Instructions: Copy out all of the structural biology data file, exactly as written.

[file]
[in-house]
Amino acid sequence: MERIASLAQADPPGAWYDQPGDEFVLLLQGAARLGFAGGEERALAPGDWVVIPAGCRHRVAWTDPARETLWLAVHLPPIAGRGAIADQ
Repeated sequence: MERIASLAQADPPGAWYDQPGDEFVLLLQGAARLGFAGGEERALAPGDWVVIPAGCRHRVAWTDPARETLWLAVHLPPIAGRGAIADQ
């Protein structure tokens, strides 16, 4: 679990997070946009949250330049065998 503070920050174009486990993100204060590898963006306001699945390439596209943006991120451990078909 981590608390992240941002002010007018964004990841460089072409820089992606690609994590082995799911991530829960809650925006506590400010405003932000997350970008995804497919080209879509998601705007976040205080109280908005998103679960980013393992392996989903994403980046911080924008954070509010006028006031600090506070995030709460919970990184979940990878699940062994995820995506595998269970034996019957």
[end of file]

[in-house]
Amino acid sequence: MERIASLAQADPPGAWYDQPGDEFVLLLQGAARLGFAGGEERALAPGDWVVIPAGCRHRVAWTDPARETLWLAVHLPPIAGRGAIADQ
Repeated sequence: MERIASLAQADPPGAWYDQPGDEFVLLLQGAARLGFAGGEERALAPGDWVVIPAGCRHRVAWTDPARETLWLAVHLPPIAGRGAIADQ
């Protein structure tokens, strides 16, 4: 679990997070946009949250330049065998 503070920050174009486990993100204060590898963006306001699945390439596209943006991120451990078909 981590608390992240941002002010007018964004990841460089072409820089992606690609994590082995799911991530829960809650925006506590400010405003932000997350970008995804497919080209879509998601705007976040205080109280908005998103679960980013393992392996989903994403980046911080924008954070509010006028006031600090506070995030709460919970990184979940990878699940062994995820995506595998269970034996019957």